Before I delve into the story of my first grocery shopping experience in the state of Oregon, let me begin by elaborating a bit on my grocery shopping habits, as I think the series of posts I intend to write following this one will make much more sense if I explain a little first.
When I lived in Cheney, the first couple times I went grocery shopping on my own were kind of a wreck. I either spent way too much on food that I didn’t eat fast enough and so it spoiled, or I didn’t buy enough and would have to go shopping again a couple days later or again the following week. When I would make a trip to the store multiple times a week, or even once a week, I ended up spending money on things I didn’t need. I often didn’t know what I felt like eating, so I’d buy a bunch of food hoping that some of what I’d amassed in my shopping cart would sound appealing later on. I was wasting money by not planning. Granted, I’d plan a few meals here or there, but by not sitting down and seriously thinking about what I wanted to eat in the coming weeks, I was letting the grocery store drain my bank account.
Around December I checked out a book from the public library called Cut Your Grocery Bill in Half with America’s Cheapest Family. It sounds cheesy, but the book seriously changed the way I shop and plan meals. Now, I know what you’re thinking: the book’s title contains the phrase “America’s Cheapest Family.” As I’ve mentioned in the “About Me” section of my blog, I am by no means a cheap bastard. I did not follow this book to the T, because let’s face it: the Economides family is pretty cheap. Rather, I selected portions of it that fit my lifestyle and schedule and adapted others to better suit me. Some of the practices that the Economides family use may seem a little odd or extreme, such as keeping the pages from old telephone books under the kitchen sink to mop up spills instead of using paper towels, but it’s important to keep in mind that not everyone has the same income or lifestyle. The Economides family is an excellent example, as they have 5 children to feed in addition to themselves, and I am a student living by myself. Totally different lifestyles.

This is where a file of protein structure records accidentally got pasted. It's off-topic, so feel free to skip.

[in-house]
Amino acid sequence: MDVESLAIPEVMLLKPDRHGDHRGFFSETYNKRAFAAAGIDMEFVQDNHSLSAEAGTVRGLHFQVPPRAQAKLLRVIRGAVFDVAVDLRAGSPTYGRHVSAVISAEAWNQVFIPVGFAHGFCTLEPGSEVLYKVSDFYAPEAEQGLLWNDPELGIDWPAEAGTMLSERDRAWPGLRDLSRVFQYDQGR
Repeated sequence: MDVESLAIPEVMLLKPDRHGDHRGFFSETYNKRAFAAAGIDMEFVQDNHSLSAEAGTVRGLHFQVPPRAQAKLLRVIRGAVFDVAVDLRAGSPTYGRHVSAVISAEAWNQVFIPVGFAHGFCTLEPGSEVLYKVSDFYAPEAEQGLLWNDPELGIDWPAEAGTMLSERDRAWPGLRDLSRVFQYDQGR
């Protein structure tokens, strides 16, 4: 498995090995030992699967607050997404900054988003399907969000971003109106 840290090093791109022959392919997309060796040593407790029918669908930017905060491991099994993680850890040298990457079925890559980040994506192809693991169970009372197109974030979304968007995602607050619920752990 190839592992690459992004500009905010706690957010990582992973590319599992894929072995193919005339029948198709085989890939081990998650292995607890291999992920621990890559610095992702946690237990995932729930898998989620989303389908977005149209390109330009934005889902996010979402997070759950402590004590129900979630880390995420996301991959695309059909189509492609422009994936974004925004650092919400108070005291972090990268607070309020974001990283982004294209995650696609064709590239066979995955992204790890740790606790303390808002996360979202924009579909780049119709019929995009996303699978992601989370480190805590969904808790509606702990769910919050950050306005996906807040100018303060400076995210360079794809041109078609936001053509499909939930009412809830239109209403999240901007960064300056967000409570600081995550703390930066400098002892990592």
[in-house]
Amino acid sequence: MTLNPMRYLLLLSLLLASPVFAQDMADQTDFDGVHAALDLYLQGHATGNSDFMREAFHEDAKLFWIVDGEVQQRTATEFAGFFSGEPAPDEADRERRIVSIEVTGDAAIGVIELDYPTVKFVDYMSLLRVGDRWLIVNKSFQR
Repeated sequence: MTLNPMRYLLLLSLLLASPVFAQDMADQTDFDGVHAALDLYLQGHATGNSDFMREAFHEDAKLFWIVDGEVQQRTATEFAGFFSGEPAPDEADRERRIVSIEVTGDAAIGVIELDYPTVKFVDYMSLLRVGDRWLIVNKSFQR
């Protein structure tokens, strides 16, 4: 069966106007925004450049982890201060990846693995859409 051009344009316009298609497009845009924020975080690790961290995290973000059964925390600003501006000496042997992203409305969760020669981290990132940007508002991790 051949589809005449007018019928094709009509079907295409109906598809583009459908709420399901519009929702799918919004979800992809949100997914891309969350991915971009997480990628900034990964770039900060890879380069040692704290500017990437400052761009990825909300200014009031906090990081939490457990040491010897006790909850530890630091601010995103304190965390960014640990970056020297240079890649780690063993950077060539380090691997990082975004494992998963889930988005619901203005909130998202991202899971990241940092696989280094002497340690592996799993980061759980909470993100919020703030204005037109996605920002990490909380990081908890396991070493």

As some of you may know, I worked at a grocery store during all four years I was in college. I’m ashamed to say that it took this book—three years after I’d started college—to shake me out of the habits I saw my customers perpetuating and saw myself carrying on as well. When I finished reading the book, I knew I needed to make some changes to my shopping habits and my budget. Pronto.
I’m happy to say that my monthly grocery bill is now down to about $90, rather than the $150ish it was before. That’s right, I only go shopping once a moth, and I’m proud of it. By going only once a month, I save loads of cash. I get creative with what I have. I eat better.
In a somewhat organized order, here are my tips for slimming down your grocery bill. Keep in mind, this is what works for me. Some of it is stuff I retained from the book, but other tips come from my observations while at work. If you would like more in-depth information on cutting your grocery bill, I highly recommend you pick up the book from your local library.
Now, without further ado, here are the rules I abide by:
Eat before you go shopping. I can’t stress this enough. So many times a day a person with an overstuffed shopping cart would pull up to my check-stand and exclaim, “I only came in for a few things, I don’t know how my cart got so full! I guess I shouldn’t go shopping when I’m hungry, haha.” It’s the truth. You’re always more likely to impulse buy at the grocery store when you’re hungry, because everything looks good.